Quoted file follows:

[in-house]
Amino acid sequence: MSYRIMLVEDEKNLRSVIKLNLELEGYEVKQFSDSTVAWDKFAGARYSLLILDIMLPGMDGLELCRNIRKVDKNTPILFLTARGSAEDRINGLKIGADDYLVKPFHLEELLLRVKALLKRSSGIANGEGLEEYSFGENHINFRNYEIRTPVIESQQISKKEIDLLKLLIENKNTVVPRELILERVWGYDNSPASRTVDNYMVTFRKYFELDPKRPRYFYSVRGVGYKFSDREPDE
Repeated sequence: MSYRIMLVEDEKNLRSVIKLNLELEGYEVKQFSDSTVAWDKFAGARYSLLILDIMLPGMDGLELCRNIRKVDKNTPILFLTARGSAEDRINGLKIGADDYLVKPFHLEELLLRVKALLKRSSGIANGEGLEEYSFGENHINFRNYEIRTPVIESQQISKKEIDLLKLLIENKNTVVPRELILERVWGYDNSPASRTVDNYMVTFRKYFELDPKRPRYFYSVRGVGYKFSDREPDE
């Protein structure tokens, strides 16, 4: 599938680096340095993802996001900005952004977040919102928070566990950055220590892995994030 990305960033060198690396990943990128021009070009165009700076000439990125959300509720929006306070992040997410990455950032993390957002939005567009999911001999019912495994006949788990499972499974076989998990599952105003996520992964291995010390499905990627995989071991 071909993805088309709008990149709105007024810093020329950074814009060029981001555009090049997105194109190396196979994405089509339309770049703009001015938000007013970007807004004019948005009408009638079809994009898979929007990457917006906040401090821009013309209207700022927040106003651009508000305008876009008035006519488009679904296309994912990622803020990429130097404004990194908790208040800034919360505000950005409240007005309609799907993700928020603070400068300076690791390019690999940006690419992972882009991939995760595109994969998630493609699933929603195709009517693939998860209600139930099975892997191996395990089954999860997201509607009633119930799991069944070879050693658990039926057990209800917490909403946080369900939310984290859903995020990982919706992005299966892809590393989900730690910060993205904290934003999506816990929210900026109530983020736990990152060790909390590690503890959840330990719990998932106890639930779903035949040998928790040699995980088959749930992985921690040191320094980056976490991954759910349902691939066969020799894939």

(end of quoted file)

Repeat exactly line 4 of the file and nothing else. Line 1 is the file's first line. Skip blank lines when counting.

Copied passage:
């Protein structure tokens, strides 16, 4: 599938680096340095993802996001900005952004977040919102928070566990950055220590892995994030 990305960033060198690396990943990128021009070009165009700076000439990125959300509720929006306070992040997410990455950032993390957002939005567009999911001999019912495994006949788990499972499974076989998990599952105003996520992964291995010390499905990627995989071991 071909993805088309709008990149709105007024810093020329950074814009060029981001555009090049997105194109190396196979994405089509339309770049703009001015938000007013970007807004004019948005009408009638079809994009898979929007990457917006906040401090821009013309209207700022927040106003651009508000305008876009008035006519488009679904296309994912990622803020990429130097404004990194908790208040800034919360505000950005409240007005309609799907993700928020603070400068300076690791390019690999940006690419992972882009991939995760595109994969998630493609699933929603195709009517693939998860209600139930099975892997191996395990089954999860997201509607009633119930799991069944070879050693658990039926057990209800917490909403946080369900939310984290859903995020990982919706992005299966892809590393989900730690910060993205904290934003999506816990929210900026109530983020736990990152060790909390590690503890959840330990719990998932106890639930779903035949040998928790040699995980088959749930992985921690040191320094980056976490991954759910349902691939066969020799894939």